Multiuser detection (MUD) (also known as joint detection) is one of the receiver design technology for detecting desired signal(s) from interference and noise. Multiuser detectors jointly detect the desired signal and some or all interference, so that the detected interference can be mitigated or cancelled out.
The optimal multi-user receiver for CDMA was discovered and advanced by Verdu in the mid 1980s, having been foreshadowed by Van Etten’s multi-user sequence estimator in the mid-1970s and Cover’s work on broadcast channels. Although Verdu’s maximum likelihood receiver was able to optimally decode multiple users in parallel with dramatic gains, it is extremely complex, with the computational needs increasing as $O(|A|^K)$,where $|A|$ is the alphabet size (2 for binary) and $K$ is the number of users.
The complexity of MUD can be decreased at the expense of optimality. Many suboptimal MUDs have been developed with various trade-offs with respect to performance, complexity,and requirements regarding channel knowledge. Suboptimal MUDs fall into two broad categories:linear and nonlinear. Linear MUDs apply a linear operator or filter to the output of the matched filter bank. These detectors have complexity that is linear in the number of users, a significant complexity improvement over the optimal detector. The most common linear MUDs are the decorrelating detector and the minimum mean-square error (MMSE) detector. Nonlinear MUDs can have much better performance than linear detectors – although not necessarily in all cases, especially with little or no coding. The most common nonlinear MUD techniques are multistage detection, decision-feedback detection, and successive interference cancellation.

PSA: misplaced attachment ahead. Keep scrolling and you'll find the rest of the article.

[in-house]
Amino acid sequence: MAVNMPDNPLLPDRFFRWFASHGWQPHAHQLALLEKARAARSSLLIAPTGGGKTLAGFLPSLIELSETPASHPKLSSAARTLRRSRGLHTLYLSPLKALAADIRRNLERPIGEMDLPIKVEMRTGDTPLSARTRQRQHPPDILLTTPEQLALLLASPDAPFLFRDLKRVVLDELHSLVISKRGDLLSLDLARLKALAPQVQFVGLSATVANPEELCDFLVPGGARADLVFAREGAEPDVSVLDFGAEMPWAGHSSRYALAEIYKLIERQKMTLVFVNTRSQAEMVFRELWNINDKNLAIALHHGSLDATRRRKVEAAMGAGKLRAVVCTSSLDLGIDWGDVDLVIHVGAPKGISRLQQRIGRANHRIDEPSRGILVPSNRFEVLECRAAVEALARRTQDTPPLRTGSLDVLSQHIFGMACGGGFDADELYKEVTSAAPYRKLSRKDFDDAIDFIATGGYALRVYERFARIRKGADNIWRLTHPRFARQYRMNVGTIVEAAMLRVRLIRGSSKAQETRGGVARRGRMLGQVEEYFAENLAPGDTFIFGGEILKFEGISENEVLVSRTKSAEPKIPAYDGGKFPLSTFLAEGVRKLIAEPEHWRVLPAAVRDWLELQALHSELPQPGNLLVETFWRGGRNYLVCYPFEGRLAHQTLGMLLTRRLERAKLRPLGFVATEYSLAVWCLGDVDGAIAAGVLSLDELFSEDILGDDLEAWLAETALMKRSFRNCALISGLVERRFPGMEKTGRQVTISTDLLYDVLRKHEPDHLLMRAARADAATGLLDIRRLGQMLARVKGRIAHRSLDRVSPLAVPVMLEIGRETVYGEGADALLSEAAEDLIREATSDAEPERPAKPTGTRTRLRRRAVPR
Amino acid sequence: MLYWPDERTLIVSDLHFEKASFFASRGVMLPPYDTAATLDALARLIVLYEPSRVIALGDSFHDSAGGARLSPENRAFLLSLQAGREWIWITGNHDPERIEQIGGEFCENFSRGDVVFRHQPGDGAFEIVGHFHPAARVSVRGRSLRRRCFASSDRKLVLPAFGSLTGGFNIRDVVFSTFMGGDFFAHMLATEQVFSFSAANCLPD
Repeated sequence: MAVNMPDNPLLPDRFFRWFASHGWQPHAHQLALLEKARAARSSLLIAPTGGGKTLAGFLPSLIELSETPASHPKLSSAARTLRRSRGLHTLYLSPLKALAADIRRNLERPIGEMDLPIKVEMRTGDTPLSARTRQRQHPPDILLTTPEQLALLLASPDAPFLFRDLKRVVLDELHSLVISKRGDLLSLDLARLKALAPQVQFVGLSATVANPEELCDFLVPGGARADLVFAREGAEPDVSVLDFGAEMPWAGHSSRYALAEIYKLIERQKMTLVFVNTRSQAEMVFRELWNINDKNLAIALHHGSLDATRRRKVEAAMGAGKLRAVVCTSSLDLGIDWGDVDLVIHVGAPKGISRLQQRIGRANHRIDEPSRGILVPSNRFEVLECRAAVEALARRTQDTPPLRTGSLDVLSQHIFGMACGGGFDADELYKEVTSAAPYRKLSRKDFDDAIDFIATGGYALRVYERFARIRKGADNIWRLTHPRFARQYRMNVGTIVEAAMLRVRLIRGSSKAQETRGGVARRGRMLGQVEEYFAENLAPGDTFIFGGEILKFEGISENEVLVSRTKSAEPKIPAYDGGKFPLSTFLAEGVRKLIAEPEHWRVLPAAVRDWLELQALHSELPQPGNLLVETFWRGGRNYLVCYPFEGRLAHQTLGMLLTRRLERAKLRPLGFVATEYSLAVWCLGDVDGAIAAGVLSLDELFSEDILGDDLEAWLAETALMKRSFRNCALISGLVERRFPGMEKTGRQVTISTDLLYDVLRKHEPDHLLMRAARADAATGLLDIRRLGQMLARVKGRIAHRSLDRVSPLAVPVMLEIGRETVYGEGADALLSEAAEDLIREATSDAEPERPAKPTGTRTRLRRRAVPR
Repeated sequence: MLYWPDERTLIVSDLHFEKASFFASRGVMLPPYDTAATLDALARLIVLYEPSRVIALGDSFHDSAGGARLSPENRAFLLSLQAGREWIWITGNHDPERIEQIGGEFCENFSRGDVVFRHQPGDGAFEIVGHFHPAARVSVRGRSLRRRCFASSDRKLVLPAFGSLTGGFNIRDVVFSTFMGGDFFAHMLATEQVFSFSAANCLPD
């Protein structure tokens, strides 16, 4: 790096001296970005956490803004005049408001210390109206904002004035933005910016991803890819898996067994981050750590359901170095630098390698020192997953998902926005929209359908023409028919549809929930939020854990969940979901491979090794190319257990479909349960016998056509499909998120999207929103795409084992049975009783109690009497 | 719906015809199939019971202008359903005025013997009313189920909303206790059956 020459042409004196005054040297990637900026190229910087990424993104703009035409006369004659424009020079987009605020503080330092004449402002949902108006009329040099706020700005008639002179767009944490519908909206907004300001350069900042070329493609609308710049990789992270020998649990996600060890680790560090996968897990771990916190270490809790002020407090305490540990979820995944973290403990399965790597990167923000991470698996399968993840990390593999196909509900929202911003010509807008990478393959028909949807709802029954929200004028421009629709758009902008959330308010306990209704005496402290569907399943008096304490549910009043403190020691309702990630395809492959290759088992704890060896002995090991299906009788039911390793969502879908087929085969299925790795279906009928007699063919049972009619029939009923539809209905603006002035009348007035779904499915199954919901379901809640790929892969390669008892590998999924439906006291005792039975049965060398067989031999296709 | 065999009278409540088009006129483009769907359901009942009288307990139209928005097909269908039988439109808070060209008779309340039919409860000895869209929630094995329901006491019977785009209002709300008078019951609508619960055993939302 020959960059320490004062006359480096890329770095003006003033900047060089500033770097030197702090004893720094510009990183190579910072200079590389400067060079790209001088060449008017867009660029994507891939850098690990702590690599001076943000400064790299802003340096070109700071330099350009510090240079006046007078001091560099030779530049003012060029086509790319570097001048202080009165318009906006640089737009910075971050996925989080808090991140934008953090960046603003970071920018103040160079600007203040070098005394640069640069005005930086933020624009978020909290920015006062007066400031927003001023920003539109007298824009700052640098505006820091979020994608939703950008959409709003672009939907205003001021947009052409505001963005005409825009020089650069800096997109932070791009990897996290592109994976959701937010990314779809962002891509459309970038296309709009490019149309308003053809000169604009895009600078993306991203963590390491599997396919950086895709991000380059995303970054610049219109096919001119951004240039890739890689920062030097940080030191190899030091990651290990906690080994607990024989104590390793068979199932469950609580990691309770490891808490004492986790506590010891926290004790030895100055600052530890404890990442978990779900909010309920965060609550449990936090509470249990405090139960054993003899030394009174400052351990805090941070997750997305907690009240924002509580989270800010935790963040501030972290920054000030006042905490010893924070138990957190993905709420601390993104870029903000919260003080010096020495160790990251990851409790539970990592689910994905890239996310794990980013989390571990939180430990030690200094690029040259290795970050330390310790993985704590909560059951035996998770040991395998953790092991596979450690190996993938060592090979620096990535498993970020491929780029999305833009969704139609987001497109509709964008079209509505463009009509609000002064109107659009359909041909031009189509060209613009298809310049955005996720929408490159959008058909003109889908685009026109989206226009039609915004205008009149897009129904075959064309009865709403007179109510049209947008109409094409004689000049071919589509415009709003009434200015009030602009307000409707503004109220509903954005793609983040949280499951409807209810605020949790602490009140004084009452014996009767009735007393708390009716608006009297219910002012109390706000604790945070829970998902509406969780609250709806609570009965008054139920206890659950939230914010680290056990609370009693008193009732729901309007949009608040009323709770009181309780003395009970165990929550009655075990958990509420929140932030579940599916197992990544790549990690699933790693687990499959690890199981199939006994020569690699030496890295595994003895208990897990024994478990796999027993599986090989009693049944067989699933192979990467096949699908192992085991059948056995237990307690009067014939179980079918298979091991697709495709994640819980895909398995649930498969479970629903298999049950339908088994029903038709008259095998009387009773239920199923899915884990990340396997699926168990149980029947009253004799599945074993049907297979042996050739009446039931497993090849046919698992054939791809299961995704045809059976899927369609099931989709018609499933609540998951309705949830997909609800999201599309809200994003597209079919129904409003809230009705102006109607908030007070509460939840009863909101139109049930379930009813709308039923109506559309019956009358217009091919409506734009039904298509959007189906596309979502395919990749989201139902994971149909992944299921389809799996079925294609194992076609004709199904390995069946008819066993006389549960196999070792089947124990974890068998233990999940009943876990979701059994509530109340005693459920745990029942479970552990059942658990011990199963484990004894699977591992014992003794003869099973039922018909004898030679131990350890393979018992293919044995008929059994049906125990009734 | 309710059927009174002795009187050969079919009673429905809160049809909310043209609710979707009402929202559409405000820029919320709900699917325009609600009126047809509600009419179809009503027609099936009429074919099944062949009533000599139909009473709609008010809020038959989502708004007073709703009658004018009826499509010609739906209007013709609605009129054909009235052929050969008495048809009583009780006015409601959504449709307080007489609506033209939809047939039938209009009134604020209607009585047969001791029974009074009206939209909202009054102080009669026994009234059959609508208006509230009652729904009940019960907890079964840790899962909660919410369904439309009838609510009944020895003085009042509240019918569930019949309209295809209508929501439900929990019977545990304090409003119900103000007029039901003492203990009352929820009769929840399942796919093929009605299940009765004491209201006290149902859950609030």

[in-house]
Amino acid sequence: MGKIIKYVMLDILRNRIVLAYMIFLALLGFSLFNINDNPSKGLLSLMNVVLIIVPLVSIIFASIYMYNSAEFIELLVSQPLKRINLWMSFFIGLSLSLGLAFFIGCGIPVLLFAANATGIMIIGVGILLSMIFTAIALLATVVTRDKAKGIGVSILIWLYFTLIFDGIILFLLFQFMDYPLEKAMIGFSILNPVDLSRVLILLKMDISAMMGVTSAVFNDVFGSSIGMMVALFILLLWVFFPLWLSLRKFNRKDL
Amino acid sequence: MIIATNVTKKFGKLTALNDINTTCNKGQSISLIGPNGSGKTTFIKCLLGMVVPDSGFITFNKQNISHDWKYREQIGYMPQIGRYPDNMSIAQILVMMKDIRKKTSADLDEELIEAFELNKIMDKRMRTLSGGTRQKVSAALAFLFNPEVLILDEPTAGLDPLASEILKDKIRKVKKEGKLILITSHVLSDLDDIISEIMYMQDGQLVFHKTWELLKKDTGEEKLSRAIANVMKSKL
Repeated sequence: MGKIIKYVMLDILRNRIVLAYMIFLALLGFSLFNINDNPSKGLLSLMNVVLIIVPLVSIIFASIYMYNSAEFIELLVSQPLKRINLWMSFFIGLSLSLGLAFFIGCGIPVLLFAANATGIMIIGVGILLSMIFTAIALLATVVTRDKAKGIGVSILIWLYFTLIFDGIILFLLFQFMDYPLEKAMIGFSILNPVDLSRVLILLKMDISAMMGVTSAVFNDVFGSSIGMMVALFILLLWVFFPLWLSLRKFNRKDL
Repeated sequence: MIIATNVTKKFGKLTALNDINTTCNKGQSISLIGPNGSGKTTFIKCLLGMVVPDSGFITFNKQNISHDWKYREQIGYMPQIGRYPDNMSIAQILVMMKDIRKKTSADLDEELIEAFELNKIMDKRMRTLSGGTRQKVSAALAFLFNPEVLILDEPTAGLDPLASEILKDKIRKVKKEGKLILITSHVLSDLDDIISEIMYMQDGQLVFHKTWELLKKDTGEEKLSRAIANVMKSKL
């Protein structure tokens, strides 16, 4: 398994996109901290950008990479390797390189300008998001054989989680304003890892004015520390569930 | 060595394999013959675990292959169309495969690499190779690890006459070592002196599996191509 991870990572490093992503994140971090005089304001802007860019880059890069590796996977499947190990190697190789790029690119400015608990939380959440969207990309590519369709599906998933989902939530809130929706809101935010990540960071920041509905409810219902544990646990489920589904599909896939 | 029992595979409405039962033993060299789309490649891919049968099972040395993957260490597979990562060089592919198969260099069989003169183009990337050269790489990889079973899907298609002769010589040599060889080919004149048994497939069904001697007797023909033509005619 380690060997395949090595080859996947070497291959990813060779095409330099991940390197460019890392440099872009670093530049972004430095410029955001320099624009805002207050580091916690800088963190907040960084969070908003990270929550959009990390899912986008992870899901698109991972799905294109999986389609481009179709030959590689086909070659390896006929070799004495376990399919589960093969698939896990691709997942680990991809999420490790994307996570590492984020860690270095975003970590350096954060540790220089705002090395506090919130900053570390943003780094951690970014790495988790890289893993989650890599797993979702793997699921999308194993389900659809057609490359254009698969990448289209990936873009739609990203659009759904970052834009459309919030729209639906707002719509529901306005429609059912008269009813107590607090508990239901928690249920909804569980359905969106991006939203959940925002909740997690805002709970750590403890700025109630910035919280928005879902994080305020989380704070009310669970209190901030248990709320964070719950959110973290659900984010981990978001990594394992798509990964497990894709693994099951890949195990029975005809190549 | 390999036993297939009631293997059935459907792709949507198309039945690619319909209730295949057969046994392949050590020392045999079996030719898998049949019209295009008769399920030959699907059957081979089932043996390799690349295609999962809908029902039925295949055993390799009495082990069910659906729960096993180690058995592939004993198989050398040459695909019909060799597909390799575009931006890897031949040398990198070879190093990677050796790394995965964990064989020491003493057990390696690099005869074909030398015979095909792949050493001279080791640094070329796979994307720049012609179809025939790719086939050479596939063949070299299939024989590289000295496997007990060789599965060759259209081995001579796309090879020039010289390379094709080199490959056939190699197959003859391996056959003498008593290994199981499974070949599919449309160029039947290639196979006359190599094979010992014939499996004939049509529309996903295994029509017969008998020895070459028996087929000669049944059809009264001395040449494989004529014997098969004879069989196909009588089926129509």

The MUD methods can be applied to intercell interference signals – both at the base station, where processing complexity is less of a constraint, and at the mobile users near cell edges to decode messages transmitted by the base station in neighbor cells for achieving a higher signal-to-noise ratio. Implementation of MUD exhibits good perspective in future wireless networks where hierarchical cellular structures such as femotcells heavily overlap with macrocell deployment.